Glowing Cat  BBC

Photo Courtesy of BBC News.

Don’t adjust the settings on your screen – that really is a glow-in-the-dark cat you’re seeing! First unveiled to the world in September of 2011, this is one of three genetically modified cats created by researchers at the Mayo Clinic. The purpose of the study is to learn about how different proteins can be used in the fight against AIDs. Cats are not the first animals to be given this glowing mark of identification; Other studies have produced genetically modified dogs, mice, pigs, monkeys, rabbits, and more.

Why Genetically Modified Cats?

As many cat lovers know, humans are not the only ones fighting an AIDS epidemic. There is a version of HIV (the virus that causes AIDS) called FIV running rampant throughout the feline species as well. Both the HIV virus and the FIV virus work by using healthy immune system cells of the host to replicate themselves. This causes a slow dying of the immune system of the host and thus an inability to fight off disease and infection.
Do you know anyone with FIV (by anyone I mean humans)? Of course not, humans are not susceptible to FIV – neither are monkeys. Why not? Humans and monkeys have this cool little protein in their genes called TRIMCyp that renders FIV harmless to them.
To see if TRIMCyp would be effective in fighting off FIV in cats, researchers at the Mayo Clinic decided infuse TRIMCyp proteins from monkeys into the genes of cats. The glow you see is actually from a protein in jellyfish called GFP. GFP was also infused into the cats’ genes so that researchers would have a non-evasive way to identify cats that had received the TRIMCyp proteins.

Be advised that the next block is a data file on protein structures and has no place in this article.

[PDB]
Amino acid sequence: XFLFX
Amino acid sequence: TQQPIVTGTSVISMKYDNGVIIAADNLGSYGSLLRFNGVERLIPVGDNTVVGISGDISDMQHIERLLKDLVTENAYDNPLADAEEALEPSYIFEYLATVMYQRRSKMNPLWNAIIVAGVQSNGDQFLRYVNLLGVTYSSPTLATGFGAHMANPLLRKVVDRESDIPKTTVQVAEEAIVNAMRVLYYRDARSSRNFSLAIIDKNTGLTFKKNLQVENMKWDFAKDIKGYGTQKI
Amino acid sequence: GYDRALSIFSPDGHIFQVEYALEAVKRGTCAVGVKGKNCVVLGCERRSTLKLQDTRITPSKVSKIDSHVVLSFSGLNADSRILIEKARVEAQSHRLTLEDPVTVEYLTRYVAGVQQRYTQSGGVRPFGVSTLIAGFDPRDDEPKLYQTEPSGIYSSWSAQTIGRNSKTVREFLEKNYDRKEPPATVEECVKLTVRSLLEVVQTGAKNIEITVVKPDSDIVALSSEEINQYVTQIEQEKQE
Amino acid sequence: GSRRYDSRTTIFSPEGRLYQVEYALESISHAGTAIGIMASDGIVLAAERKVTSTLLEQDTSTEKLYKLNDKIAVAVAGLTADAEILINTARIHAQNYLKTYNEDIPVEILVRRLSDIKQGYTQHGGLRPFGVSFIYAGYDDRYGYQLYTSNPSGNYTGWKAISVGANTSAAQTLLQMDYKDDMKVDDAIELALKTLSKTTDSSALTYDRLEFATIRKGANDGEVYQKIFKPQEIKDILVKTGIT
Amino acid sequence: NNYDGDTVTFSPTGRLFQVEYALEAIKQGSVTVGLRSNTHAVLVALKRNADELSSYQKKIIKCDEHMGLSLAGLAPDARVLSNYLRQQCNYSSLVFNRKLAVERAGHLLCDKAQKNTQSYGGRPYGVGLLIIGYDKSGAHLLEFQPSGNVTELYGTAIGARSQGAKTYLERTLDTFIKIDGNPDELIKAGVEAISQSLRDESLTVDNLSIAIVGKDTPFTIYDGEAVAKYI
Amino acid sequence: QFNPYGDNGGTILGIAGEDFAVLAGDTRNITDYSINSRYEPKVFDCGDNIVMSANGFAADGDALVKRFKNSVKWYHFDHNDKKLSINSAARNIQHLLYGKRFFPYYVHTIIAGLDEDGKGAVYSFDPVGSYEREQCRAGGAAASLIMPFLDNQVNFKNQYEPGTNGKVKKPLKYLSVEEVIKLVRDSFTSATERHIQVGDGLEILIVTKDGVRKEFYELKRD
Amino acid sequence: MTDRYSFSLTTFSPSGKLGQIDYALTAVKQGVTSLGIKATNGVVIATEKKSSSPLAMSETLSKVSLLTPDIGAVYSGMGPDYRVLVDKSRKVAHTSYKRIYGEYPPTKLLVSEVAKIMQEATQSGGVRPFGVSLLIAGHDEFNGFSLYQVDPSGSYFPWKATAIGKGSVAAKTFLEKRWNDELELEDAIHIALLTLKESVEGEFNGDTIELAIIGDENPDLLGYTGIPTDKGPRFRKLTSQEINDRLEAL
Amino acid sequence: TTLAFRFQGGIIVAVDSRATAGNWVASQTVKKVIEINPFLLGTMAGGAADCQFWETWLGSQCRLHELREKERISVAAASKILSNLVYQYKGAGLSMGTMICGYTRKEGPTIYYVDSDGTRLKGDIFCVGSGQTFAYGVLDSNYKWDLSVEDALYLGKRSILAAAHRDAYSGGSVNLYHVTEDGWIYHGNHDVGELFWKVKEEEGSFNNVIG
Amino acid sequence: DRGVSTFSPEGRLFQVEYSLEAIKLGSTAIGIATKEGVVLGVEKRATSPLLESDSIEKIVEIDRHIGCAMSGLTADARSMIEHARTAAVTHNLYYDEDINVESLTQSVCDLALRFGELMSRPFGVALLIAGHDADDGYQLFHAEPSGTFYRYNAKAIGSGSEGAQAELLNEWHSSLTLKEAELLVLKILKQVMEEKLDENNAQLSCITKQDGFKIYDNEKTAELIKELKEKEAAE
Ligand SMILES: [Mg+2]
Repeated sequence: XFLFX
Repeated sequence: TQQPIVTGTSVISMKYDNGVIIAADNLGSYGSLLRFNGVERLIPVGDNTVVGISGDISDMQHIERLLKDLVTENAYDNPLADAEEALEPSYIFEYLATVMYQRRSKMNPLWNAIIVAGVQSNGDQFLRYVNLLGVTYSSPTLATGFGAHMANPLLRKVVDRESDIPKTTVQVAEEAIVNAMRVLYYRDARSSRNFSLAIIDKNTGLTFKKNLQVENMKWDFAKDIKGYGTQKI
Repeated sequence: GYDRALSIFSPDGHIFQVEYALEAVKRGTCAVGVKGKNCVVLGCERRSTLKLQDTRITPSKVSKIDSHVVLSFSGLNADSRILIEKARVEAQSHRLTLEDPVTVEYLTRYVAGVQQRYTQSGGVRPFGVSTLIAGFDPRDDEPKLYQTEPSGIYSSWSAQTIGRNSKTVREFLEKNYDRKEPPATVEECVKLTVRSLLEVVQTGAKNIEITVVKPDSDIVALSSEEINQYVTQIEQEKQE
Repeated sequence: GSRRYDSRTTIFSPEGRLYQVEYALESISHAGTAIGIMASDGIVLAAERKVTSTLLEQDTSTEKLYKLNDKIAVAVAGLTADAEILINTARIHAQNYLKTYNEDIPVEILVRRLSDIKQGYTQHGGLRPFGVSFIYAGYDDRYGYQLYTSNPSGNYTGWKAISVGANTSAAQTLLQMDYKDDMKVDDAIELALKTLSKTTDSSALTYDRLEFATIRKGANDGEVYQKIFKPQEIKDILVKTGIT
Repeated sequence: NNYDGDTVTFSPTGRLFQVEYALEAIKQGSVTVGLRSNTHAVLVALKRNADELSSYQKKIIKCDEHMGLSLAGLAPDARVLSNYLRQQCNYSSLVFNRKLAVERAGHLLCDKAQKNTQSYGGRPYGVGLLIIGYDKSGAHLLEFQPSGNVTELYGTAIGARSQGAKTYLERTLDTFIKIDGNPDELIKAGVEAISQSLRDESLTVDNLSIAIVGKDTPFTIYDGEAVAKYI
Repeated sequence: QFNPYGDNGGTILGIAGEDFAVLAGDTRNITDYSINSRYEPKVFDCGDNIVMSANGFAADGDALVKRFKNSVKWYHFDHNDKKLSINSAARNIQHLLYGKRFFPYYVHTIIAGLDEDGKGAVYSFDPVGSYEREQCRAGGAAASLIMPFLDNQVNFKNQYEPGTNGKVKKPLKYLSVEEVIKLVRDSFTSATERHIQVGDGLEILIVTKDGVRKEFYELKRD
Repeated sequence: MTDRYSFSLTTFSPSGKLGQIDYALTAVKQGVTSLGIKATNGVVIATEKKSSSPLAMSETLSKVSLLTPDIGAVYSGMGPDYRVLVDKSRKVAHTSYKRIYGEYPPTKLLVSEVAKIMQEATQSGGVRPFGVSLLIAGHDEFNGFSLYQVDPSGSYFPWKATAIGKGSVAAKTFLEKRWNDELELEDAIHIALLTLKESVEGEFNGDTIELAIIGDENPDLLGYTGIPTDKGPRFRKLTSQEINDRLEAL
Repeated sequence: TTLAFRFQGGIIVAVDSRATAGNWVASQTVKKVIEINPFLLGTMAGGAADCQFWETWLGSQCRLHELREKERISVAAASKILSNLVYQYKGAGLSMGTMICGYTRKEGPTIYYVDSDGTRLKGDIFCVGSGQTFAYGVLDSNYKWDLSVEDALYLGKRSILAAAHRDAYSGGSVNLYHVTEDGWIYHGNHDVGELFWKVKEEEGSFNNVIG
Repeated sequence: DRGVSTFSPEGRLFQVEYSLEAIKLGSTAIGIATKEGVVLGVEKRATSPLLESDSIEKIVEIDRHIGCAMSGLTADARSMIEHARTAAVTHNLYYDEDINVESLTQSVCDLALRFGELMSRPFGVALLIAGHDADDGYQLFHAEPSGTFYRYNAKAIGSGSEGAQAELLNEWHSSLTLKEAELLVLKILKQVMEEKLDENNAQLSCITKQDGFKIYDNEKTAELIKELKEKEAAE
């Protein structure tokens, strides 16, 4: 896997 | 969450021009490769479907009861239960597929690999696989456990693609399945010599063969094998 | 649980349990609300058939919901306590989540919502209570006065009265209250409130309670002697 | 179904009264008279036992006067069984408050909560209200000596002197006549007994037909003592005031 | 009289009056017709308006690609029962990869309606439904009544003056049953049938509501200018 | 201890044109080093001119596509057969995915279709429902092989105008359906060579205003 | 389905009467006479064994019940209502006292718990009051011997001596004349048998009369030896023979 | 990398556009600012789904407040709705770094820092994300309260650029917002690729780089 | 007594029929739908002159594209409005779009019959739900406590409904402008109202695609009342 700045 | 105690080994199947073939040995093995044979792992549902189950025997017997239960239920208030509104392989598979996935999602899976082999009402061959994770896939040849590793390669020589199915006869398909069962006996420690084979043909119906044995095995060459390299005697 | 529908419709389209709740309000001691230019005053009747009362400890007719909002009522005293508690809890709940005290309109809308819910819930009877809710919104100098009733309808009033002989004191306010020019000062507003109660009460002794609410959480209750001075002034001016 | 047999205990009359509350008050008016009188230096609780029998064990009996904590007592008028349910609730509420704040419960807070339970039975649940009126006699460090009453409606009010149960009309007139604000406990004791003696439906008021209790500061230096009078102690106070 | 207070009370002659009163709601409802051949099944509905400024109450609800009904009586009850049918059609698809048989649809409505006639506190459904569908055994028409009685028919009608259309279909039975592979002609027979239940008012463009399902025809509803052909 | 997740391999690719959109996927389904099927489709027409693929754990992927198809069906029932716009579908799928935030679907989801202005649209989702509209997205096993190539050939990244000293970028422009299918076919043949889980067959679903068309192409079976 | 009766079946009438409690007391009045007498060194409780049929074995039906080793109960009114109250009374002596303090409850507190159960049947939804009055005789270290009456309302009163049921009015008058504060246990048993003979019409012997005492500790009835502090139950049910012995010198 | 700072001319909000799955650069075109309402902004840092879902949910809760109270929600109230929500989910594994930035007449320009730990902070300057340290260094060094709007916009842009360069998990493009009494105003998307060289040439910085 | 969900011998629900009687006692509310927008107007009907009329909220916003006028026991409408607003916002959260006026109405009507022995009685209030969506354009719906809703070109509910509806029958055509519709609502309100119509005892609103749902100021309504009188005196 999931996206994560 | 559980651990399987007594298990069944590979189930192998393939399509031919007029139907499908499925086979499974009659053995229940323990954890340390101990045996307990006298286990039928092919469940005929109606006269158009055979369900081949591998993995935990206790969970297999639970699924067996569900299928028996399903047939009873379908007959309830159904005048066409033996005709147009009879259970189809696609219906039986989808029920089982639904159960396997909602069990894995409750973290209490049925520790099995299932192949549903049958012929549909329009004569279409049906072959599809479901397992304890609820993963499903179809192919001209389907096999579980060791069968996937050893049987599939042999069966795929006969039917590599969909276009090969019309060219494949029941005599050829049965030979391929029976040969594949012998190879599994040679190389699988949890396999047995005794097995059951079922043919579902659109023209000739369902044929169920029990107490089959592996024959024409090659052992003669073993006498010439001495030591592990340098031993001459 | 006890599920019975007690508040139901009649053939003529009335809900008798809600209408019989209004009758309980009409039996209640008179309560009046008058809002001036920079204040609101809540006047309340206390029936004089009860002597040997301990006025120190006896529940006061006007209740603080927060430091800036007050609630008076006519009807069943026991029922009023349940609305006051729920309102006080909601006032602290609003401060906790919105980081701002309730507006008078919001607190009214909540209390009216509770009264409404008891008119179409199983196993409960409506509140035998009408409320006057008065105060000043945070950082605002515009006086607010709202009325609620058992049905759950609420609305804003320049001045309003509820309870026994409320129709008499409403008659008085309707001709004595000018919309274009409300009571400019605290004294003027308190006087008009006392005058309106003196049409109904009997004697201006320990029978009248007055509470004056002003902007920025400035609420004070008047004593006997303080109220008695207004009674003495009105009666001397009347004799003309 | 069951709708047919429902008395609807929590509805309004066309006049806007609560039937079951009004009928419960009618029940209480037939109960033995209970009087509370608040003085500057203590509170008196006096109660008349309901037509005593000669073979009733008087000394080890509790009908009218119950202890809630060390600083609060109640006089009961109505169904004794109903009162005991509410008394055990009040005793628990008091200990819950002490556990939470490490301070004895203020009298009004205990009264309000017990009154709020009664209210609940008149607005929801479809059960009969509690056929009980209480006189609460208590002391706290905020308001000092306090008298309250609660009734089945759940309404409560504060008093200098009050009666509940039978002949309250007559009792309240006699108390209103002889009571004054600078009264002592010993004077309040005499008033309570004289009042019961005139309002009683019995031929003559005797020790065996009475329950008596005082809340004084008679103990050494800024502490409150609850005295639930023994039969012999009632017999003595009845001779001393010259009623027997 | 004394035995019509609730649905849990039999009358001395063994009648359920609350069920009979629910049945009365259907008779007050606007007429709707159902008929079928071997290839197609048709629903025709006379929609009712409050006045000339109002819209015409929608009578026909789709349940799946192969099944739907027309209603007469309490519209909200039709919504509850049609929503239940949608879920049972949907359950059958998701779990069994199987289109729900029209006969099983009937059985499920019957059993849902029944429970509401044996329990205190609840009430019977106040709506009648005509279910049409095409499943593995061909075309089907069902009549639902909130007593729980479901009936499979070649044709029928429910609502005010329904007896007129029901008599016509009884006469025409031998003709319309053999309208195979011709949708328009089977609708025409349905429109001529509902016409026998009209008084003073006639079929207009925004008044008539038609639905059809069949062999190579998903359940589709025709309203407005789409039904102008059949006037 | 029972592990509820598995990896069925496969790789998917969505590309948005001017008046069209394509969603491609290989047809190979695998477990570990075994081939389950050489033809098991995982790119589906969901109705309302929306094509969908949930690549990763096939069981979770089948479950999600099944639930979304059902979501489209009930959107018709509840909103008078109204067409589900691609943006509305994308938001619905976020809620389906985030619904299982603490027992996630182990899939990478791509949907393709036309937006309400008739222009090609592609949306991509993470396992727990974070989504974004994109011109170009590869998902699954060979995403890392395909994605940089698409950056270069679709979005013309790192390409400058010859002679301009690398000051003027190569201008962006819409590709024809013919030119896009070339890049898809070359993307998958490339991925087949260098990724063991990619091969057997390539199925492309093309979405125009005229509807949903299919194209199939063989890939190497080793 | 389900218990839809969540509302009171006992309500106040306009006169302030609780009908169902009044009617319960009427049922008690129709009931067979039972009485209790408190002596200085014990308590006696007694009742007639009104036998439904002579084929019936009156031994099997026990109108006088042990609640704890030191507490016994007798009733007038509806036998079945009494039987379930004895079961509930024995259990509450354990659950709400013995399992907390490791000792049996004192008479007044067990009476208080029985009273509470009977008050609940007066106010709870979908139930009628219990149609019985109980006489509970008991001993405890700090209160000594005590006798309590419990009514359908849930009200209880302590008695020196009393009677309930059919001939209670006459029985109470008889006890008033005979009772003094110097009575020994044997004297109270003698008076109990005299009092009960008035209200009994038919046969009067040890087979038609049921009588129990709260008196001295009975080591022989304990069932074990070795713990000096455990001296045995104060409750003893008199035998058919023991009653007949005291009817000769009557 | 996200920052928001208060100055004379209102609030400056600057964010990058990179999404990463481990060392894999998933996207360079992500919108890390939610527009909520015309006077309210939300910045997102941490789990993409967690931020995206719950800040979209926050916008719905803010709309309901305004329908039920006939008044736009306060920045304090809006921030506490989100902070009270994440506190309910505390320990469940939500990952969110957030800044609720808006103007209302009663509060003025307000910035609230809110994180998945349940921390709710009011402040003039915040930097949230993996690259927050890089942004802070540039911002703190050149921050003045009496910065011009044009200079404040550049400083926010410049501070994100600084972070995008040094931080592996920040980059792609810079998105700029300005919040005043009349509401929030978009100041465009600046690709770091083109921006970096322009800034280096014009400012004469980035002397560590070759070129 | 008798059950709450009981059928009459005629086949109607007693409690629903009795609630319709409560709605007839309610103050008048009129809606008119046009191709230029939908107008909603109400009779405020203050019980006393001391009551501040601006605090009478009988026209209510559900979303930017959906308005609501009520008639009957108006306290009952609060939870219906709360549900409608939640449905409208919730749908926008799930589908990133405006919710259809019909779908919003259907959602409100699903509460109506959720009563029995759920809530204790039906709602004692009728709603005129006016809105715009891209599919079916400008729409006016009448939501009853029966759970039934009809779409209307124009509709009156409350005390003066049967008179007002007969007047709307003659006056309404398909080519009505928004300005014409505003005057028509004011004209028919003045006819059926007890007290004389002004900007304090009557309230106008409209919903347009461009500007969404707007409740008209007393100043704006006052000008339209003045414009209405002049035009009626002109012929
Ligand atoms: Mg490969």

How Did They Do It?

Photo courtesy of the National AntiVivisection Society.

Photo courtesy of the National AntiVivisection Society.

First, researchers created a virus. The virus contained the TRIMCyp from the monkeys as well as the GFP from the jellyfish. Eggs from the female cat were infected with the newly created virus and then fertilized with normal cat sperm. The fertilized eggs were injected into the fallopian tubes of female cats and the rest was left to nature. Out of the dozens of fertilized eggs, three kittens survived and appear to be perfectly healthy. Researchers say that there is no difference between these cats and any other except that these cats glow green under ultra violet light.
So far there are only limited findings. Blood from the kittens was exposed to FIV and the TRIMCyp did seem to reduce replication of the virus. Researchers plan to expose the cats to FIV at a later time to see just how resistant they are. The hope is that this study can shed some light on how to fight both FIV and HIV.

Those Opposed to Genetically Modified Cats

Photo courtesy of Daily Mail.

Photo courtesy of Daily Mail.

The idea of using genetically modified cats for AIDS research has some Animal Rights Activists up in arms. The Nation AntiVivesection Society feels strongly that this research is not truly relevant to the fight against HIV. They also feel that this research does little to help FIV suffering cats because these genes must be infused into the cat before they are born. Others in opposition worry that a fad for glowing cats will result in animal abuse. The fear is that the current rarity of the animals would lead to abusive breeding of the genetically modified cats.

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